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Parietal Bone Thickness Predicts Intraoperative Blood Loss And Transfusion In Patients Undergoing Spring Mediated Cranioplasty For Non-syndromic Sagittal Craniosynostosis
Dillan F. Villavisanis, BA, Daniel Y. Cho, MD PhD, Sameer Shakir, MD, Christopher L. Kalmar, MD MBA, Connor S. Wagner, BS, Liana Cheung, MBBS, Jessica D. Blum, MSc, Shih-Shan Lang, MD, Gregory G. Heuer, MD PhD, Peter J. Madsen, MD MBE, Scott P. Bartlett, MD, Jordan W. Swanson, MD, Jesse A. Taylor, MD, Alexander M. Tucker, MD.
Children's Hospital of Philadelphia, Philadelphia, PA, USA.

PURPOSE: Variables that can predict outcomes in patients with craniosynostosis, including bone thickness, are important for surgical decision making but incompletely understood. Recent studies have demonstrated relative risks and benefits of surgical techniques for correcting head shape in patients with non-syndromic sagittal craniosynostosis. The purpose of this study was to characterize relationships between parietal bone thickness and perioperative outcomes in patients undergoing spring mediated cranioplasty (SMC) for non-syndromic sagittal craniosynostosis.
METHODS: Patients undergoing craniectomy and SMC for non-syndromic sagittal craniosynostosis at a quaternary pediatric hospital between 2014 and 2021 were included. Parietal bone thickness was determined from patient preoperative CTs at 27 suture-related points on parietal bones: at the suture line and at 0.5 cm, 1.0 cm, 1.5 cm, and 2.0 cm from the suture anteriorly, medially, and posteriorly. Preoperative skull thickness was correlated to intraoperative blood loss, need for intraoperative transfusion, and duration of hospital stay.
RESULTS: During the study interval, 124 patients with mean surgery age of 3.59 0.87 months and average parietal bone thickness 1.83 0.38 mm were included in this study. Estimated blood loss (EBL) and EBL/kg were associated with parietal bone thickness 0.5 cm (ρ = 0.376, p < 0.001; ρ = 0.331, p = 0.004, respectively) and 1.0 cm (ρ = 0.324, p = 0.007; ρ = 0.245, p = 0.033, respectively) from the suture line. Patients with thicker parietal bone 0.5 cm (OR: 18.08, p = 0.007), 1.0 cm (OR = 7.16, p = 0.031), and 1.5 cm (OR: 7.24, p = 0.046) from suture line were significantly more likely to have undergone transfusion when controlling for age, sex, and race. Parietal bone thickness was associated with length of hospital admission (β = 0.575, p = 0.019) when controlling for age, sex, and race. Age at time of surgery was not independently associated with these perioperative outcomes.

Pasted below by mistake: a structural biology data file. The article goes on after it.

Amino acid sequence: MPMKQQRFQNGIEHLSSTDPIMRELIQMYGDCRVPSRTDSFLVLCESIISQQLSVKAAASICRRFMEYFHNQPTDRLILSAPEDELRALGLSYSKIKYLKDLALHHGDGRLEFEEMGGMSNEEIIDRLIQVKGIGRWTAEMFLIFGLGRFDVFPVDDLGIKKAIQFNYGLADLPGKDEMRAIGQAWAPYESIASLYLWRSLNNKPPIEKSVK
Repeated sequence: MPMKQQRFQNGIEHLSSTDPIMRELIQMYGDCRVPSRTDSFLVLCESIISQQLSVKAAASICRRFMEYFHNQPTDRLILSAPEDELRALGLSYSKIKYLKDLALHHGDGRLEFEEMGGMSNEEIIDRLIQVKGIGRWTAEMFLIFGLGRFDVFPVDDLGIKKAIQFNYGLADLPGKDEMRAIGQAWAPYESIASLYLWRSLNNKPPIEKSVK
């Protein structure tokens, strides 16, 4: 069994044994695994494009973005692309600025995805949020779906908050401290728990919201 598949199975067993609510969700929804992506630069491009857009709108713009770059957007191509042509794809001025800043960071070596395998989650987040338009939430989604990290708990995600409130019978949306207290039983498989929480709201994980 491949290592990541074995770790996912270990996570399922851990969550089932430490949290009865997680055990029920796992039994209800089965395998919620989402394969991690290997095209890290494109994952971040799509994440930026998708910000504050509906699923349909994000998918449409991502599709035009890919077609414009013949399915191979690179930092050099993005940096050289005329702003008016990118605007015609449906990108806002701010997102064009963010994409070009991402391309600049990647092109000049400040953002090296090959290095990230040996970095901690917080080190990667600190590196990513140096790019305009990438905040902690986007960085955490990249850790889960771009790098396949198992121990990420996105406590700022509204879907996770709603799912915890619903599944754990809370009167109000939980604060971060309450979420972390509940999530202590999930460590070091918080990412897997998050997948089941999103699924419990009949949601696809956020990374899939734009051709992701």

CONCLUSION: Parietal bone thickness, but not age at surgery, may predict perioperative outcomes including transfusion, EBL, and length of hospital admission. Need for intraoperative transfusion and EBL were most significant for parietal bone thickness 0.5 - 1.5 cm from the suture line, within the anticipated area of suturectomy. Parietal bone thickness may have important implications for patients undergoing craniofacial surgery to anticipate transfusion and length of hospital admission.



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